Dr. Feelgood was the first band I ever saw live, and I can still remember that frisson of expectation queuing up outside the Cambridge Corn Exchange in 1975. I didn’t even know who they were or what they sounded like, I simply had some pals who were soon-to-be-punks who’d got wind of the fact that these Canvey Island ne’er-do-wells were the harbingers of something new, something borrowed, and something blue.

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Wet Weather Cover, King's Head Theatre

Sheila Johnston Unfair weather friends: Steve Furst (left) and Michael Brandon

"Plays about cinema tend to be written by people who have done some movies, come back and filled their fountain pens from their spleen," the Oscar-nominated screenwriter Larry Gelbart once told me. David Mamet's Speed-the-Plow is probably the best-known example, followed by such works as Christopher Hampton's Tales From Hollywood, Martin Crimp's The Treatment and, most recently, last week's ...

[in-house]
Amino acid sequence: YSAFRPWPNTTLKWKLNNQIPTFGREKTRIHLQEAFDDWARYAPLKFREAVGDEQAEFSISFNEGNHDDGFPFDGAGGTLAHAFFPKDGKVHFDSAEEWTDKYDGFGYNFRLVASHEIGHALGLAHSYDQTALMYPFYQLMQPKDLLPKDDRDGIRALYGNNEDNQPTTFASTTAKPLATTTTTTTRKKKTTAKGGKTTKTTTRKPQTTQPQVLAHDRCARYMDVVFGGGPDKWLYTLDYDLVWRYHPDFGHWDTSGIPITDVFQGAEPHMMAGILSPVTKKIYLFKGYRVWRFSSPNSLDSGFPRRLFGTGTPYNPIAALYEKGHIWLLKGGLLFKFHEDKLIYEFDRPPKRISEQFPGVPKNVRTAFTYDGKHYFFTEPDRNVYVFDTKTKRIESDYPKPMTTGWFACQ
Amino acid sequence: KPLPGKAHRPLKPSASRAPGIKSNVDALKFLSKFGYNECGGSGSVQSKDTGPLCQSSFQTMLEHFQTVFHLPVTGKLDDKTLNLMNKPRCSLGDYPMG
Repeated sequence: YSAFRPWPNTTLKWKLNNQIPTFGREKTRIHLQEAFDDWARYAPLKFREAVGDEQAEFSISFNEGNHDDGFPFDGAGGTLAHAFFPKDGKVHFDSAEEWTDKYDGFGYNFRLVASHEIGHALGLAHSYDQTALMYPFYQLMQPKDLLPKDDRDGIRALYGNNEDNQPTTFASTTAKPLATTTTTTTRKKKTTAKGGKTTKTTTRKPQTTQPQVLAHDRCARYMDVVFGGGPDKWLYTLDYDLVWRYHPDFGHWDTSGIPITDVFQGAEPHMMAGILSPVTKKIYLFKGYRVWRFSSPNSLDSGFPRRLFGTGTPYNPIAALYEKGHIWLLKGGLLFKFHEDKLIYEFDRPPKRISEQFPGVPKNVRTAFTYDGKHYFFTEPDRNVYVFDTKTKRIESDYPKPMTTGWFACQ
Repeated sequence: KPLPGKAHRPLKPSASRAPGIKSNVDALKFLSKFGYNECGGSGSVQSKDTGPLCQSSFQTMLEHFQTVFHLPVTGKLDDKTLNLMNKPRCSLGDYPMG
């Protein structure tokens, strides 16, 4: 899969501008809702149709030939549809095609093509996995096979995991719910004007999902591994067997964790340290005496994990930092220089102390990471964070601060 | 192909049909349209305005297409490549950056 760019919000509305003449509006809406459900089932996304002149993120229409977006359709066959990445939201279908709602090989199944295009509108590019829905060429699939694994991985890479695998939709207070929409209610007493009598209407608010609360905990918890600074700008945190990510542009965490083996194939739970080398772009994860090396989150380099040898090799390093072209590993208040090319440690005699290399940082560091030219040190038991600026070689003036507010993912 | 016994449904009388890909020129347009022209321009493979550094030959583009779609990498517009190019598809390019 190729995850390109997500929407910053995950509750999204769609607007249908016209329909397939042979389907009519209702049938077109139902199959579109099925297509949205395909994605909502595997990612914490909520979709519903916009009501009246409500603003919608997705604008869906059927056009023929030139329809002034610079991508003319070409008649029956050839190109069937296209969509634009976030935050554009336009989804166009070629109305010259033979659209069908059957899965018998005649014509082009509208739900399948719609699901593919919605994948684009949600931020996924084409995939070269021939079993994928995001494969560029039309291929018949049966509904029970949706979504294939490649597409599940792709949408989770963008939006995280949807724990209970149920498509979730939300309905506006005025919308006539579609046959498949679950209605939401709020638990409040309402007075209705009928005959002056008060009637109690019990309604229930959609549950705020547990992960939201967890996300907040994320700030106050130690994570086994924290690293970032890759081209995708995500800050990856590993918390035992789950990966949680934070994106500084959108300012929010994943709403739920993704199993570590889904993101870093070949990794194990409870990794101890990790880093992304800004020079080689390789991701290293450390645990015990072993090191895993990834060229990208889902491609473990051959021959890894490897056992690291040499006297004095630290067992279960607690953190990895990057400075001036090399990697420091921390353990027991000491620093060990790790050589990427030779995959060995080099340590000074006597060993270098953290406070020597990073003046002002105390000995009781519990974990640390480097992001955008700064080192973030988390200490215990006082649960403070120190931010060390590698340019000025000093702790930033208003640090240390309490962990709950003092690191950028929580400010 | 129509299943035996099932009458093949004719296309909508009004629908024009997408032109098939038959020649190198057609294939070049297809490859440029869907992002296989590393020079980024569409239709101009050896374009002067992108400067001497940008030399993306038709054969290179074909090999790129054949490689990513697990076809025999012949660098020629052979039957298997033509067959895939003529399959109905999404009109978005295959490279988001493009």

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Adoration

Jasper Rees

This isn’t Atom Egoyan’s first road accident. In The Sweet Hereafter he portrayed the agony of a small rural community after a school bus crash deprives almost every household of its young, like some disembodied edict from King Herod. This time it’s the other way round: in Adoration a child has lost his parents to a mysterious car crash, leaving him and the uncle who brings him up to live in its long dark shadow. But that’s not the main difference between the two films.

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Precious

Sheila Johnston Streetwise: Gabourey Sidibe in Lee Daniels's Precious

What an odd and provocative coincidence that black women - hardly a demographic over-represented in mainstream cinema - should be at the centre of two high-profile American films opening this week. One is The Princess and the Frog, also reviewed today on theartsdesk. The other is the multi-award-winning Precious. In the former, the princess is a brunette...

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The Princess and the Frog

Veronica Lee

For those of us brought up on classic Disney animation - from the first, Snow White and the Seven Dwarfs, through The Jungle Book and Lady and the Tramp to, more recently, The Lion King and Beauty and the Beast - it’s sad to think that a whole generation of children have seen animated films only through CGI and Pixar. But now comes The Princess and the Frog, Disney’s first entirely 2D, hand-drawn animation since 2002, which, with its...